“Luckily, I wasn’t in a hurry, I just decided to not publish the paper in that form,” Colwell says. “Eventually, in 2014, a phylogeny was published for 284 species of hummingbirds by a group led by Jimmy McGuire, at Berkeley.”

Colwell kept measuring and, after joining the faculty at UConn, he began collaborating with Margaret Rubega and her doctoral students Rico-Guevara and Yanega, who started measuring hummingbird feet at Colwell’s encouragement while performing their fieldwork and when visiting museum collections. Meanwhile, Sustaita, a third Rubega doctoral student, a specialist on bird feet and the biomechanics of perching, began to model the mechanics of perching for feeding observed in hummingbirds.

Rangel, a former student in Colwell’s group, worked on phylogenetic statistics, and Fučiková, from UConn Ecology and Evolutionary Biology Professor Louise Lewis’ lab, developed alternative phylogenies to account for uncertainty, and mapped the evolutionary origins of foraging behaviors.

Eventually, the team gathered measurements from 1,172 museum specimens and 386 field captures, representing 220 species of hummingbirds. Additionally, the researchers pooled all the behavioral data on hummingbirds clinging to feed they could find from the literature and from their own field research, and Colwell went through every photograph and video on the Birds of the World website to look for additional examples. They found evidence of clinging to feed for 66 species.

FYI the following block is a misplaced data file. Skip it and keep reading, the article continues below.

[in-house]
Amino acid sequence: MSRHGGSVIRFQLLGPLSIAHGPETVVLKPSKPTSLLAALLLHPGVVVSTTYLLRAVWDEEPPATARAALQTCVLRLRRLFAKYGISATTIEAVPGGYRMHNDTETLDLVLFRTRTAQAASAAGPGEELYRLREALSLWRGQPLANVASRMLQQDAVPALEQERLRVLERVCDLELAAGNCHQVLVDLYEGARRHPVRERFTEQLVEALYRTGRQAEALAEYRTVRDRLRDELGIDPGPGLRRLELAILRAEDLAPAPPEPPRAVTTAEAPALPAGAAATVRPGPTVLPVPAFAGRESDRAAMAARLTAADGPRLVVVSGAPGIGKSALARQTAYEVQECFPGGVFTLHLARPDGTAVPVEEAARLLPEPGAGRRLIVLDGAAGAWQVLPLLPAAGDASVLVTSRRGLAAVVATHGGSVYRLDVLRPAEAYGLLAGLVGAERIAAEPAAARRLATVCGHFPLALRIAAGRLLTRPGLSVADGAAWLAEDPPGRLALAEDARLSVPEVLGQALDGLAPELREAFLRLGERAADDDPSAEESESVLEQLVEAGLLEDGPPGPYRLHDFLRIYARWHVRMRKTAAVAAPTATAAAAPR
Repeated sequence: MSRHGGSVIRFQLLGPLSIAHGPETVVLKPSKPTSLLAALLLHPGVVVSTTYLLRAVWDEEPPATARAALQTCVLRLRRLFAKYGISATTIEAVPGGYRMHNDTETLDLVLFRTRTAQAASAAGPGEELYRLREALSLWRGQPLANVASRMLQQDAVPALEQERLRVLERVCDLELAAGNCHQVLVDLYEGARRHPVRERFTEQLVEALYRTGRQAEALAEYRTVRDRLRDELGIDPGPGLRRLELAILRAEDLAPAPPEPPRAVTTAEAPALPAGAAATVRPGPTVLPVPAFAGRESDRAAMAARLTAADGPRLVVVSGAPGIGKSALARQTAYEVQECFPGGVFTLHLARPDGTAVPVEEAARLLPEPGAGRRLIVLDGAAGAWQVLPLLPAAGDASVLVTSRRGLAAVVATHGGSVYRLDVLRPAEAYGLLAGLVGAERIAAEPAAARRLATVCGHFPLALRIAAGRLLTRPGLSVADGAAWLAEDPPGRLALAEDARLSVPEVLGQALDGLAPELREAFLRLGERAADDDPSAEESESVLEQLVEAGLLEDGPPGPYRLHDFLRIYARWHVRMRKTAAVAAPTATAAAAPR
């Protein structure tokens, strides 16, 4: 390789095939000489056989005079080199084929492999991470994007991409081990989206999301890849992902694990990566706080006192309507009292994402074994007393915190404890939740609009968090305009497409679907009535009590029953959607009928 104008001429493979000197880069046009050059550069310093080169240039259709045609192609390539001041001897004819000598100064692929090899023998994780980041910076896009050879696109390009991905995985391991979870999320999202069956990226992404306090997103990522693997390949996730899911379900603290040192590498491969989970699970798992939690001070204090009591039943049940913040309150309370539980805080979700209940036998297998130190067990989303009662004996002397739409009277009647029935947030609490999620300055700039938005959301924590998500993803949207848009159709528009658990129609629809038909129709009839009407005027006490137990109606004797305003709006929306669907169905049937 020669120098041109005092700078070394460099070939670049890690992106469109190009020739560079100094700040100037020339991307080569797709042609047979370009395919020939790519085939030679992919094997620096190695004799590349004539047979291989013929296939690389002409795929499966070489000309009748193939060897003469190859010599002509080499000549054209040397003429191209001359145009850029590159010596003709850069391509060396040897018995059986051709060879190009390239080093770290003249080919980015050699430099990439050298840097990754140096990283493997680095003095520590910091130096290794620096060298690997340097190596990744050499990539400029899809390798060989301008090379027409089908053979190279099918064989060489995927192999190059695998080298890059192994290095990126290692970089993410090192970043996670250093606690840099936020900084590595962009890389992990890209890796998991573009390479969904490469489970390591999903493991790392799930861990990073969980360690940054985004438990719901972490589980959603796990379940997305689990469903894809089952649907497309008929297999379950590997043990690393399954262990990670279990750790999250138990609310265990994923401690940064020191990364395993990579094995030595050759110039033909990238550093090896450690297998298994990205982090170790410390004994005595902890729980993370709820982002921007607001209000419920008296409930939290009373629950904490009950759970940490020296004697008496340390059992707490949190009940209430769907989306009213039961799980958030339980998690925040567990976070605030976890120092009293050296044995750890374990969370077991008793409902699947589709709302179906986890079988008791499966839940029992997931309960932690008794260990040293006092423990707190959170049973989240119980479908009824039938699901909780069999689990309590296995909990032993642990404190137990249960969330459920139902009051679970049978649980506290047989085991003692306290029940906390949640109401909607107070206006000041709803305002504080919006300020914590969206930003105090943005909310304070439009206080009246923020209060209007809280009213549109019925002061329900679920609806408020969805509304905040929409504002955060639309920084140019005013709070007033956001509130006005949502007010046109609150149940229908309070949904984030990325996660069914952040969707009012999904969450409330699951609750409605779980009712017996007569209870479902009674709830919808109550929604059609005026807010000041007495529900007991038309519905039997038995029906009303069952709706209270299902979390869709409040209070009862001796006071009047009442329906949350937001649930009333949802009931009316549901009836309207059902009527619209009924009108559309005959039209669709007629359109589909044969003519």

“With this great team we ended up finding out that, yes, there is a negative correlation between foot size and bill size,” says Colwell.

Colwell explains that excluding effective body size and the effect of phylogenetic relationships, and any physiological differences driven by species living at different elevations, the negative correlation between bill size and foot size is driven by short-billed species, many of which are nectar robbers.